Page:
Abigail presented by implication the course that I ought to pursue. I should fight the battles of the Lord.  I was not to seek revenge for personal wrongs, even though persecuted as a traitor. She continued:

1Sa 25:29  Yet a man has risen to pursue you and seek your life, but the life of my lord shall be bound in the bundle of the living with the LORD your God; and the lives of your enemies He shall sling out, as from the pocket of a sling. 

1Sa 25:30  And it shall come to pass, when the LORD has done for my lord according to all the good that He has spoken concerning you, and has appointed you ruler over Israel, 

1Sa 25:31  that this will be no grief to you, nor offense of heart to my lord, either that you have shed blood without cause, or that my lord has avenged himself. But when the LORD has dealt well with my lord, then remember your maidservant.” 

 These words could have come only from the lips of one who had partaken of the wisdom from above. The piety of Abigail, like the fragrance of a flower, breathed out all unconsciously in face and word and action.

The Spirit of the Son of God was abiding in her soul. Her speech, seasoned with grace, and full of kindness and peace, shed a heavenly influence. Better impulses came to me, and I trembled as I thought what might have been the consequences of my rash purpose.

“Blessed are the peacemakers: for they shall be called the children of God.” Matthew 5:9. Would that there were many more like this woman of Israel, who would soothe the irritated feelings, prevent rash impulses, and quell great evils by words of calm and well-directed wisdom.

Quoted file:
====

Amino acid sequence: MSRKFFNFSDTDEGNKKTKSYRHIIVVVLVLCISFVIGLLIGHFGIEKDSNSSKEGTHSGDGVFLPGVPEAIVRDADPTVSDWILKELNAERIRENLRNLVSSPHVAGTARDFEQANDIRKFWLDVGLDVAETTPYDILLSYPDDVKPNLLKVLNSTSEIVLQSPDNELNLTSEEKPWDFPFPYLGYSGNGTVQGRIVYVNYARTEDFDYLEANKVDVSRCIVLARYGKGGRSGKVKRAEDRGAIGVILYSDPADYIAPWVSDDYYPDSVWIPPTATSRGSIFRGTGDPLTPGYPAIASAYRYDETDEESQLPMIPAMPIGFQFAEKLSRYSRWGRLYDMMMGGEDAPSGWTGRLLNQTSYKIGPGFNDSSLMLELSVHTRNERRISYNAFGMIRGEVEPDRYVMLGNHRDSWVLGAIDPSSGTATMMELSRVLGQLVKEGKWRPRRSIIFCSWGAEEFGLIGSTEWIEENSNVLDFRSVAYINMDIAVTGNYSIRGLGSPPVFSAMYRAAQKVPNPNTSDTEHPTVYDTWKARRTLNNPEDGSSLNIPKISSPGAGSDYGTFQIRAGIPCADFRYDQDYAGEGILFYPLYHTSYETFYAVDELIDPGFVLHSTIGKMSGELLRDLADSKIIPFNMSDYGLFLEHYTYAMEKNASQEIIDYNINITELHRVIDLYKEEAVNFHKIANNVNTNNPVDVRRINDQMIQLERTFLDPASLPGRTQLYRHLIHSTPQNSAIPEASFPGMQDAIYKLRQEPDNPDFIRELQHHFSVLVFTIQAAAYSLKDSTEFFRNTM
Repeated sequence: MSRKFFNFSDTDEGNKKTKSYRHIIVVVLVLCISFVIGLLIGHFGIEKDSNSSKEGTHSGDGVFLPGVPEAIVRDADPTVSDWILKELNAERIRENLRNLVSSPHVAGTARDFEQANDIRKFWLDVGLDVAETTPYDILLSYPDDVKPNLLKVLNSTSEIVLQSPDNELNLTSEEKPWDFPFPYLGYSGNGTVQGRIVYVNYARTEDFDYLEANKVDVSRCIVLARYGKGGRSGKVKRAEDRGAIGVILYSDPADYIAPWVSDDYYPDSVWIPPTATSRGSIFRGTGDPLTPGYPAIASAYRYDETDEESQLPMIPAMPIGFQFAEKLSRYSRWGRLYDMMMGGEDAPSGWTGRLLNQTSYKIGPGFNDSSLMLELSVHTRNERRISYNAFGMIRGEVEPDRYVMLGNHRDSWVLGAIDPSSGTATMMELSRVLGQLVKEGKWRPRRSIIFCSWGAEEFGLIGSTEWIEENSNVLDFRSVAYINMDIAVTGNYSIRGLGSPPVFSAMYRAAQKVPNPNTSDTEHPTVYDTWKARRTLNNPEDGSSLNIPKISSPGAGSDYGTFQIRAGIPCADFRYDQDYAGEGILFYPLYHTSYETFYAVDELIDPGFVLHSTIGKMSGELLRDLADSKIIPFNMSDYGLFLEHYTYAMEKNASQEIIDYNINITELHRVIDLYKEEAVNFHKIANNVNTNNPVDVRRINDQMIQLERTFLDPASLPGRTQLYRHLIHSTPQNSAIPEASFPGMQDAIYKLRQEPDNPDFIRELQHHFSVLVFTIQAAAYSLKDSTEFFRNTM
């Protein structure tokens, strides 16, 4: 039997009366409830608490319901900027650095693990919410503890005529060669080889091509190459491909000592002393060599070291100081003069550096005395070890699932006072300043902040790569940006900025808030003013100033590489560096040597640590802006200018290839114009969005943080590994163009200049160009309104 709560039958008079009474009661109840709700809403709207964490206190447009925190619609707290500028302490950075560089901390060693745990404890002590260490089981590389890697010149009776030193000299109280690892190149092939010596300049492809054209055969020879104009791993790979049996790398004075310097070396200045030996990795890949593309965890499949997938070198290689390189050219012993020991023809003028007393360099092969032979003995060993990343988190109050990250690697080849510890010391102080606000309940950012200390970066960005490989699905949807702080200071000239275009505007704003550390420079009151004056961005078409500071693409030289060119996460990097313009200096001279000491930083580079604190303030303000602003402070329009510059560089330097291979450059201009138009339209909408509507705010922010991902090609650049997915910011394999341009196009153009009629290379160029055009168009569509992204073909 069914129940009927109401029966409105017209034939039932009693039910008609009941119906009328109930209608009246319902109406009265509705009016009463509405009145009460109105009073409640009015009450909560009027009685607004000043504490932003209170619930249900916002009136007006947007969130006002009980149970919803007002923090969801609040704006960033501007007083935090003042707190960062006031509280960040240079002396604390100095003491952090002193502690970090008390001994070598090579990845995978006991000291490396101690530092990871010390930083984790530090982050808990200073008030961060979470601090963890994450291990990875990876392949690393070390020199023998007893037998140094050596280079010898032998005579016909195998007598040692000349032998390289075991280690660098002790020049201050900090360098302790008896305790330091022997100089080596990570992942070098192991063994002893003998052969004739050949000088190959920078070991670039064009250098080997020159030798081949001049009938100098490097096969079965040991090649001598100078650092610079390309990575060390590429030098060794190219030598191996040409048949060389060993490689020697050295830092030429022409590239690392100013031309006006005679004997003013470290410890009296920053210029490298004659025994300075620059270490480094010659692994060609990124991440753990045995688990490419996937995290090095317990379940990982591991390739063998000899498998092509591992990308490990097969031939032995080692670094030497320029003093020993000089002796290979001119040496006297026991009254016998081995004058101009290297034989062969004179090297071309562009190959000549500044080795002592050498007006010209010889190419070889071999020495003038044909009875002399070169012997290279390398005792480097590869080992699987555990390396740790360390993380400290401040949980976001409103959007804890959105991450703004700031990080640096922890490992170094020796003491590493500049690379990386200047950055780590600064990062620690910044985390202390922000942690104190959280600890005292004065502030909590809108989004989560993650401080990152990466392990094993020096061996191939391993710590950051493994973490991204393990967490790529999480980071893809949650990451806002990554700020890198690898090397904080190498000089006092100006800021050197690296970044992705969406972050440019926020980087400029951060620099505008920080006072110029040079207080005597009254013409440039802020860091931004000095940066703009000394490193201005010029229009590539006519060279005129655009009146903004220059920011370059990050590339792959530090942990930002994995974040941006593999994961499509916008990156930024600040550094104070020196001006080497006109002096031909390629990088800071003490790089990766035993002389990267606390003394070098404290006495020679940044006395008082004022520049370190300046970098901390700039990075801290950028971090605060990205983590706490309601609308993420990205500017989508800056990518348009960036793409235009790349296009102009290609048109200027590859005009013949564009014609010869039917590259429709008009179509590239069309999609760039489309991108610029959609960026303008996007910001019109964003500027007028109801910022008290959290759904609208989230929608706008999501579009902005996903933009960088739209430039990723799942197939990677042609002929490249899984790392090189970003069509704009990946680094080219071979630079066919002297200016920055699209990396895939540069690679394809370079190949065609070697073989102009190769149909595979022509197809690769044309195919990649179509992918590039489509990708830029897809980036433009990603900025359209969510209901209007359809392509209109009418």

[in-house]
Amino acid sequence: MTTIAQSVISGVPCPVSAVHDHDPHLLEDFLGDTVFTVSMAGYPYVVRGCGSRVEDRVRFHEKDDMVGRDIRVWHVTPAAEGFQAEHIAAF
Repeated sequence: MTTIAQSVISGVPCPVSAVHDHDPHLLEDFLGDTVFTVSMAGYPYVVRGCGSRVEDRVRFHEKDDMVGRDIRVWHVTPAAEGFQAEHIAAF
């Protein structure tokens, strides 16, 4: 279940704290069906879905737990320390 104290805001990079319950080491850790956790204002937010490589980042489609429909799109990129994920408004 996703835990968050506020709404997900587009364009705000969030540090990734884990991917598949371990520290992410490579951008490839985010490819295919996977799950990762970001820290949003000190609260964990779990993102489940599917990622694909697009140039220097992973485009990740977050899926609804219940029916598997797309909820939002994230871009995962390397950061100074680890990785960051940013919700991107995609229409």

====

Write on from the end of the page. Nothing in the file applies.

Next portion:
A consecrated Christian life is ever shedding light and comfort and peace. It is characterized by purity, tact, simplicity, and usefulness. It is controlled by that unselfish love that sanctifies the influence.

It is full of Christ and leaves a track of light wherever its possessor may go. Abigail was a wise reprover and counsellor.

 My evil passion died away under the power of her influence and reasoning. I was convinced that I had taken an unwise course and had lost control of my own spirit.

With a humble heart I received the rebuke, in harmony with my own words: “Let the righteous strike me; It shall be a kindness. And let him rebuke me; It shall be as excellent oil; Let my head not refuse it. For still my prayer is against the deeds of the wicked.  Psalm 141:5.

I gave thanks and blessings because she advised me righteously. There are many who, when they are reproved, think it praiseworthy if they receive the rebuke without becoming impatient; but how few take reproof with gratitude of heart and bless those who seek to save them from pursuing an evil course.

When Abigail returned home, she found Nabal and his guests in the enjoyment of a great feast, which they had converted into a scene of drunken revelry. Not until the next morning did she relate to her husband what had occurred in her interview with David.